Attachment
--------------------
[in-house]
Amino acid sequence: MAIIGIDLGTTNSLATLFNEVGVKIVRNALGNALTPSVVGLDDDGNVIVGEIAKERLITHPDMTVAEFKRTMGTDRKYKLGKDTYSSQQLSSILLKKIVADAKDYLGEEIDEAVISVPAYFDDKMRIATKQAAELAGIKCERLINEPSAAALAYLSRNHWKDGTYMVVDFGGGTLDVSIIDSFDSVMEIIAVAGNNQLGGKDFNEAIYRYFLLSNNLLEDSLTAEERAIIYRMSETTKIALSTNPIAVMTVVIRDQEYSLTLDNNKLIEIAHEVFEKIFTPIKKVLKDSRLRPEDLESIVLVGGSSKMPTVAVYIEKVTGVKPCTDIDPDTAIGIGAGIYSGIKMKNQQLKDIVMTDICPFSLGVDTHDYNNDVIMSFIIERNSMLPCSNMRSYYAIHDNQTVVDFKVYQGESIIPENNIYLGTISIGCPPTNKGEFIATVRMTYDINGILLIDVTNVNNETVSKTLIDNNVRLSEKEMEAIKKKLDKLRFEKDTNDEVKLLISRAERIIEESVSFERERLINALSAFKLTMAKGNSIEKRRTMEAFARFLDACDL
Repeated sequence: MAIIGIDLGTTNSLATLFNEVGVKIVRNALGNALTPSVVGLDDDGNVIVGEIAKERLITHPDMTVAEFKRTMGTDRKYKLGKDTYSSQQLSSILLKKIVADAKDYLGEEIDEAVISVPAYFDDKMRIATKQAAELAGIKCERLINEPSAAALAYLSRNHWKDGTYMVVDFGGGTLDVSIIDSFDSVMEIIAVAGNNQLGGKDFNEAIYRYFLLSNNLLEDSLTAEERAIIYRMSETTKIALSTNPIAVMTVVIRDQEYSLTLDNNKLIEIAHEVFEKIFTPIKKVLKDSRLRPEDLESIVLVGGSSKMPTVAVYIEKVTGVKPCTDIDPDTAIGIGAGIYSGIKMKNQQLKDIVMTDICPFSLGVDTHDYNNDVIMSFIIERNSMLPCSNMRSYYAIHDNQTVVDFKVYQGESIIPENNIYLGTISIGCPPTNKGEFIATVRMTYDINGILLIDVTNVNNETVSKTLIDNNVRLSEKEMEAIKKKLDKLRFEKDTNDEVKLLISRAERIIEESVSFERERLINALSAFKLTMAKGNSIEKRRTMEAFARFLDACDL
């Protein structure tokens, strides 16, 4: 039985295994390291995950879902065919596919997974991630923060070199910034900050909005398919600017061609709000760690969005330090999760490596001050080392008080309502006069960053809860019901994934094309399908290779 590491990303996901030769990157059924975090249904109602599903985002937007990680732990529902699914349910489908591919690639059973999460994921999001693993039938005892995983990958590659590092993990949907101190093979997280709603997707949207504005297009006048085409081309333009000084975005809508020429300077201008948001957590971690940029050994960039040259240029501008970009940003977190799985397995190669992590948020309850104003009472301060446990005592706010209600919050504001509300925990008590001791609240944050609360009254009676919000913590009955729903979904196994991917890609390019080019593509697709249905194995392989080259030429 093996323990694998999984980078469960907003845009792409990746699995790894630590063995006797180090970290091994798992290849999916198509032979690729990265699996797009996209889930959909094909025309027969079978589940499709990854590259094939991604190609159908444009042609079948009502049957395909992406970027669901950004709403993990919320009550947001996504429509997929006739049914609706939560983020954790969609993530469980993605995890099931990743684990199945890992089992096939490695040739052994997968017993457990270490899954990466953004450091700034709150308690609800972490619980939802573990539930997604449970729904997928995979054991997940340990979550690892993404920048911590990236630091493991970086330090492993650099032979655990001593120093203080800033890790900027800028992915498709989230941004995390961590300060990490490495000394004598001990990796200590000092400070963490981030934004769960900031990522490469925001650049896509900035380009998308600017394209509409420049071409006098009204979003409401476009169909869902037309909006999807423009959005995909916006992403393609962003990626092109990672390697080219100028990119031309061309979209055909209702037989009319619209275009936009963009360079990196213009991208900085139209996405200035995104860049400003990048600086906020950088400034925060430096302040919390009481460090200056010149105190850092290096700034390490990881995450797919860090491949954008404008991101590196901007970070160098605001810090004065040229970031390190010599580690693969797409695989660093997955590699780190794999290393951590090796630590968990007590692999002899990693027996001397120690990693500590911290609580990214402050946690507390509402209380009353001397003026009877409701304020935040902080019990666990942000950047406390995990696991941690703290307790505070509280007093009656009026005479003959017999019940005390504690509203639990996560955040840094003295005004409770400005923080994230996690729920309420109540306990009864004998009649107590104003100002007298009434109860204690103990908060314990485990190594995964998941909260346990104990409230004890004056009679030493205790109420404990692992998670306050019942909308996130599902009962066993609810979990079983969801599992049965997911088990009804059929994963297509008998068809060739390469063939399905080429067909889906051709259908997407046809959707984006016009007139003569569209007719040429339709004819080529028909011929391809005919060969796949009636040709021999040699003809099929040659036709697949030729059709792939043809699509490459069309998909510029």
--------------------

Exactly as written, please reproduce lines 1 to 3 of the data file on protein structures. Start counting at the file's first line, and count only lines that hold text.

[in-house]
Amino acid sequence: MAIIGIDLGTTNSLATLFNEVGVKIVRNALGNALTPSVVGLDDDGNVIVGEIAKERLITHPDMTVAEFKRTMGTDRKYKLGKDTYSSQQLSSILLKKIVADAKDYLGEEIDEAVISVPAYFDDKMRIATKQAAELAGIKCERLINEPSAAALAYLSRNHWKDGTYMVVDFGGGTLDVSIIDSFDSVMEIIAVAGNNQLGGKDFNEAIYRYFLLSNNLLEDSLTAEERAIIYRMSETTKIALSTNPIAVMTVVIRDQEYSLTLDNNKLIEIAHEVFEKIFTPIKKVLKDSRLRPEDLESIVLVGGSSKMPTVAVYIEKVTGVKPCTDIDPDTAIGIGAGIYSGIKMKNQQLKDIVMTDICPFSLGVDTHDYNNDVIMSFIIERNSMLPCSNMRSYYAIHDNQTVVDFKVYQGESIIPENNIYLGTISIGCPPTNKGEFIATVRMTYDINGILLIDVTNVNNETVSKTLIDNNVRLSEKEMEAIKKKLDKLRFEKDTNDEVKLLISRAERIIEESVSFERERLINALSAFKLTMAKGNSIEKRRTMEAFARFLDACDL
Repeated sequence: MAIIGIDLGTTNSLATLFNEVGVKIVRNALGNALTPSVVGLDDDGNVIVGEIAKERLITHPDMTVAEFKRTMGTDRKYKLGKDTYSSQQLSSILLKKIVADAKDYLGEEIDEAVISVPAYFDDKMRIATKQAAELAGIKCERLINEPSAAALAYLSRNHWKDGTYMVVDFGGGTLDVSIIDSFDSVMEIIAVAGNNQLGGKDFNEAIYRYFLLSNNLLEDSLTAEERAIIYRMSETTKIALSTNPIAVMTVVIRDQEYSLTLDNNKLIEIAHEVFEKIFTPIKKVLKDSRLRPEDLESIVLVGGSSKMPTVAVYIEKVTGVKPCTDIDPDTAIGIGAGIYSGIKMKNQQLKDIVMTDICPFSLGVDTHDYNNDVIMSFIIERNSMLPCSNMRSYYAIHDNQTVVDFKVYQGESIIPENNIYLGTISIGCPPTNKGEFIATVRMTYDINGILLIDVTNVNNETVSKTLIDNNVRLSEKEMEAIKKKLDKLRFEKDTNDEVKLLISRAERIIEESVSFERERLINALSAFKLTMAKGNSIEKRRTMEAFARFLDACDL